The Brewers announced they’ve optioned infielder Keston Hiura to Triple-A Nashville. Right-hander Luis Perdomo was selected onto the major league roster in a corresponding move. Milwaukee already had a pair of vacancies on the 40-man roster, which sits at 39 after Perdomo’s addition.
It’s another setback for Hiura, who has run into a series of struggles over the past couple years. Selected ninth overall in the 2017 draft, Hiura was regarded as a bat-first second baseman who could move quickly through the minor leagues. That proved to be the case, as he’d reached the majors by the middle of the 2019 season. The UC-Irvine product was excellent as a rookie, posting a .303/.368/.570 line with 19 home runs over his first 84 MLB games.
That was stellar production that seemed to cement Hiura’s status as the second baseman of the future, but it came with a surprisingly high 30.7% strikeout rate. Swing-and-miss hadn’t really been a concern for the right-handed hitter either in college or during his first season and a half in the minors, but the punchouts began to mount when he first reached Triple-A in 2019. Hiura showed as a rookie he could still be productive while fanning in three of every ten trips to the dish, but those concerns have become even more pronounced since that season.
Hiura played in 59 of the Brew Crew’s 60 games in 2020, but he hit only .212/.297/.410 with a 34.6% strikeout rate. Milwaukee signed Kolten Wong to take the primary second base job in 2021, leaving Hiura to split time between the keystone and first base. He bounced up and down from Nashville a few times while posting a .168/.256/.301 line and going down on strikes in just under 40% of his plate appearances.
In an effort to curb the swing-and-miss issues, Hiura set out to simplify his swing mechanics this past offseason. That hasn’t yet paid off; he has struck out in 20 of his first 42 trips on the season, and his 58.8% rate of contact on swings isn’t too dissimilar from his 2020-21 marks. Hiura hasn’t had a ton of playing time behind Wong and first baseman Rowdy Tellez, who is off to a scorching start to the season. The Brewers will send him back to Nashville — where he had strong results despite a lot of strikeouts last year — for more regular playing time.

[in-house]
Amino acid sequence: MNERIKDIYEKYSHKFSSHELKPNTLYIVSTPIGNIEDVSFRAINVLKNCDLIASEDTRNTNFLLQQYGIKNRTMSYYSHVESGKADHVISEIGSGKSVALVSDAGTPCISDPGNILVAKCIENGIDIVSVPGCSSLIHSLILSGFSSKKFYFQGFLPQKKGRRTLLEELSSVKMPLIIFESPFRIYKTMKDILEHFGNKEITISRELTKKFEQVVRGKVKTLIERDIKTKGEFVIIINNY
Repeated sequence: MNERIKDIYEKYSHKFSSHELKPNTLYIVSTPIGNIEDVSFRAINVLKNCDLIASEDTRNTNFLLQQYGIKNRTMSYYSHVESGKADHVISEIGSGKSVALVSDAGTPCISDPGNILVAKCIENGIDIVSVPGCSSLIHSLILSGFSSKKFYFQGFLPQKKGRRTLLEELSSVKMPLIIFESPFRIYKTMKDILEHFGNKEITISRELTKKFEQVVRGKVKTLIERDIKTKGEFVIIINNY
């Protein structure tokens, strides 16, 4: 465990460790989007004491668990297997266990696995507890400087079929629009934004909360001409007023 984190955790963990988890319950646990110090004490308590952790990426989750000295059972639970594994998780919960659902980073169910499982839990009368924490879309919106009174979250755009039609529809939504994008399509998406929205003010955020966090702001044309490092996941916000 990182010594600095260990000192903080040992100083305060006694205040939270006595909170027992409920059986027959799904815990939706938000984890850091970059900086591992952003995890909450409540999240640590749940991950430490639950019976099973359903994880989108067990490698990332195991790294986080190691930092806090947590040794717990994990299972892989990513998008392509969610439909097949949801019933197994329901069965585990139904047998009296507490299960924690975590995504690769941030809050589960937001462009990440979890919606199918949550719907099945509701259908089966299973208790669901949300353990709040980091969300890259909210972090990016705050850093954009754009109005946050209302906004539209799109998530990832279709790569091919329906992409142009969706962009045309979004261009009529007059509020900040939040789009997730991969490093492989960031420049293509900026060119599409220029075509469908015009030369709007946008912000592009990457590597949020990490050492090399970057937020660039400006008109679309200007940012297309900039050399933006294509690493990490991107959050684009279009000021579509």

Still yet to turn 26, Hiura has a bit of time to figure things out. His service clock could begin to force the issue after this season, though. Hiura entered the year with two years and 30 days of MLB service. Players are credited with a full year for spending 172 days on an MLB roster or injured list, meaning he needs 142 days in the bigs this year to keep his trajectory towards free agency after the 2025 season. There’s also a possibility of Hiura reaching arbitration eligibility as a Super Two qualifier but falling short of the three-year mark depending on how much time he spends in the minors.
Of course, the service time component is only relevant for Milwaukee if Hiura proves worthy of a long-term roster spot. He has one minor league option year remaining. If he spends 20+ days in the minors this season, he’ll exhaust that final option in 2022. That’d mean Milwaukee has to carry Hiura on the active roster out of camp next year if they don’t want to make him available to other teams. Much of how the Brewers proceed will no doubt be determined by whether he gets the strikeouts under control over the next few months.
As for Perdomo, he makes his return to the majors after missing all of last year recovering from Tommy John surgery. A former Rule 5 pick of the Padres, the righty intermittently flashed upside revolving around a mid-90s sinker that regularly induced huge ground-ball totals. Perdomo never missed many bats and occasionally battled control issues, though, and he posted an ERA of 4.00 or higher in all five of his seasons in San Diego.
After Perdomo went under the knife in October 2020, the Friars released him. Milwaukee signed him to a two-year minor-league contract with an eye towards 2022, and he’s earned his way back with a very nice start in Nashville. The 28-year-old (29 next week) has allowed just three runs in 12 innings with the Sounds. He’s fanned 13 and only walked a pair, and he has racked up grounders at a massive 71% clip early in the year. He’ll add a grounder-oriented, multi-inning relief option for manager Craig Counsell — a role that was filled by José Ureña until the latter was designated for assignment on Monday.